The Asian Infrastructure Investment Bank (AIIB) announced on Tuesday its first emergency assistance loan related to countering the effects of the novel coronavirus disease (COVID-19) pandemic. The AIIB noted that its first loan would amount to 2.485 billion yuan (approximately $352 million) and would go to a project in China — the bank’s largest shareholder and progenitor. The loan will back projects related to public health infrastructure and supplies in Beijing and Chongqing.
The optics of the AIIB’s first emergency loan going to China have fed into concerns that the bank is little but a smokescreen for Chinese interests. Back in 2015, when China first began recruiting members, including Western countries, into the bank, the AIIB was seen as a thinly veiled tool of Chinese geoeconomic statecraft. In its years in operation, however, the AIIB has charted a different course, mostly behaving like a normal multilateral development bank — except one where China holds around one-third of voting shares.
For instance, despite the AIIB’s first emergency loan for COVID-19 relief going to China, the majority of the bank’s lending has gone to projects within its second largest shareholder’s borders. India, where the AIIB has approved more than 20 projects, has led the way. New Delhi, meanwhile, has been critical of China’s Belt and Road Initiative, but still participates in the AIIB. An important test in the coming weeks will be how the AIIB responds to India, for instance, which as requested as much as $6 billion combined from the AIIB and the Asian Development Bank. If the AIIB is seen as snubbing New Delhi or slow-rolling its request, that would harm the institution’s image.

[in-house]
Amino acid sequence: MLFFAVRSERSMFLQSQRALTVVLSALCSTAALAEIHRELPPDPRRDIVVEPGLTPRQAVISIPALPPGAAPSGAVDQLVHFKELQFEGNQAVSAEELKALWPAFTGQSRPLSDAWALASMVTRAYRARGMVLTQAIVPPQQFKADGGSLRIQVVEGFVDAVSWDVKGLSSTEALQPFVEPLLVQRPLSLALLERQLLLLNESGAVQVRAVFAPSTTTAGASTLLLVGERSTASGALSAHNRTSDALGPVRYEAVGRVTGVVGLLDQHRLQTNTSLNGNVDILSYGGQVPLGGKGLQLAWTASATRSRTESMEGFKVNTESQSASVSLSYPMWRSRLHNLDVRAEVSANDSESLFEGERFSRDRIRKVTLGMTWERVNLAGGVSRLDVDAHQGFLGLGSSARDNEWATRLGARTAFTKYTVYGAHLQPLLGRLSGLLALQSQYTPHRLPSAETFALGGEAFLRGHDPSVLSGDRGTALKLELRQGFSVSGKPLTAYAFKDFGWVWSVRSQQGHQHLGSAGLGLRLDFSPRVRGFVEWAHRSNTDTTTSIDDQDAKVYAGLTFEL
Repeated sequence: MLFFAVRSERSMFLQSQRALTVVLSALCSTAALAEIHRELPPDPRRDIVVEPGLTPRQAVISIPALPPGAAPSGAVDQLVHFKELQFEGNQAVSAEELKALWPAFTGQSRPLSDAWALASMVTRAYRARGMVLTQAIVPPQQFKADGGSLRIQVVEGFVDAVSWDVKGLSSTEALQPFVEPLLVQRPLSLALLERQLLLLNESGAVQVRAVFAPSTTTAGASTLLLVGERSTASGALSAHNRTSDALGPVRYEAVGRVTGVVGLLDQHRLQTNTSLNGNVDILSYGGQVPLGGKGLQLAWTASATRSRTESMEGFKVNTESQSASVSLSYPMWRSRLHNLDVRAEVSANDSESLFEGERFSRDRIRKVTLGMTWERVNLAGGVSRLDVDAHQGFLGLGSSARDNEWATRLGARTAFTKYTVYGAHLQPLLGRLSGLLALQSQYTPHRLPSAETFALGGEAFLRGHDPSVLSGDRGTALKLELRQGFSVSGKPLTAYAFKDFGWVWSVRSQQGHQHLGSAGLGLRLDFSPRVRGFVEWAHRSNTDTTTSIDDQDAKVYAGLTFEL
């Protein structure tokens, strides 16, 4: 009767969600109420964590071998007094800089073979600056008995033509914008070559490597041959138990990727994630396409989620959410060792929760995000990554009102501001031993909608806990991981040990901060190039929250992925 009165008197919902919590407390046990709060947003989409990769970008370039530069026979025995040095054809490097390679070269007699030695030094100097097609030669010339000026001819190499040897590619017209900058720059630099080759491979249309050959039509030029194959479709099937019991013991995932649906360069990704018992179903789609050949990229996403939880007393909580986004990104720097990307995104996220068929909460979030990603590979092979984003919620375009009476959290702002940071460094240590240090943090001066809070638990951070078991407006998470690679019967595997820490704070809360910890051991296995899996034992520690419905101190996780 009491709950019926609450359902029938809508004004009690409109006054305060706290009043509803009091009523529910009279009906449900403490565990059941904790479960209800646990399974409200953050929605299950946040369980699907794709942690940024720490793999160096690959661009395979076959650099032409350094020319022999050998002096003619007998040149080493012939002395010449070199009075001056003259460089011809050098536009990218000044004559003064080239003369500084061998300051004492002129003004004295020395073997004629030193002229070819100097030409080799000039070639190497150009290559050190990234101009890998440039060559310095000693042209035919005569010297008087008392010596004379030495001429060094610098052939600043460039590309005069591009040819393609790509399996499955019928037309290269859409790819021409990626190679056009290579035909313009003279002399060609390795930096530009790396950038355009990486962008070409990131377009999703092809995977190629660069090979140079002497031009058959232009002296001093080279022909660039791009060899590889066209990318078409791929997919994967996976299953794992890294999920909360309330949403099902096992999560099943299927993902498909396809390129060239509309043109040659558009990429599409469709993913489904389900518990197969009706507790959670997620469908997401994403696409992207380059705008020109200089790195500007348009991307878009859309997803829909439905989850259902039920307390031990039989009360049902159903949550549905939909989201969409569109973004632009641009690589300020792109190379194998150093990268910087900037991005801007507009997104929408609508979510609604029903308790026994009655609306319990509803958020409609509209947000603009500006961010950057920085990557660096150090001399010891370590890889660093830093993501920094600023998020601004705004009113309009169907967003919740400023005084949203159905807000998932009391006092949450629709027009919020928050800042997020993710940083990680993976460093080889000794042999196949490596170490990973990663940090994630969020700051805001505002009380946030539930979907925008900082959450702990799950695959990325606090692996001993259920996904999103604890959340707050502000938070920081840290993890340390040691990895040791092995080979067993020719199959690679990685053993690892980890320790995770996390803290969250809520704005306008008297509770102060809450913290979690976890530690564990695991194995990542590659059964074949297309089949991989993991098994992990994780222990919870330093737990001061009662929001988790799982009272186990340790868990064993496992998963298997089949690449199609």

I would expect the AIIB’s COVID-19 relief lending to continue in the coming months. Already the AIIB has announced a $5 billion COVID-19 crisis recovery facility, which it said in a statement is designed to respond “to urgent economic, financial and public health pressures and to support a quick recovery after the current crisis.”
“It will offer dedicated financing for the next 18 months for qualifying projects within its membership,” the AIIB added.
The bank can reasonably stave off criticism of having its first loan go to China by pointing out the fact that Beijing, besides being the bank member with the largest number of voting shares, also had to deal with the worst of the outbreak, with the disease having originated in Hubei province. Further COVID-19 lending, however, could serve to seal in the AIIB as a more effective institution in Asia, where there is no shortage of demand for infrastructure financing.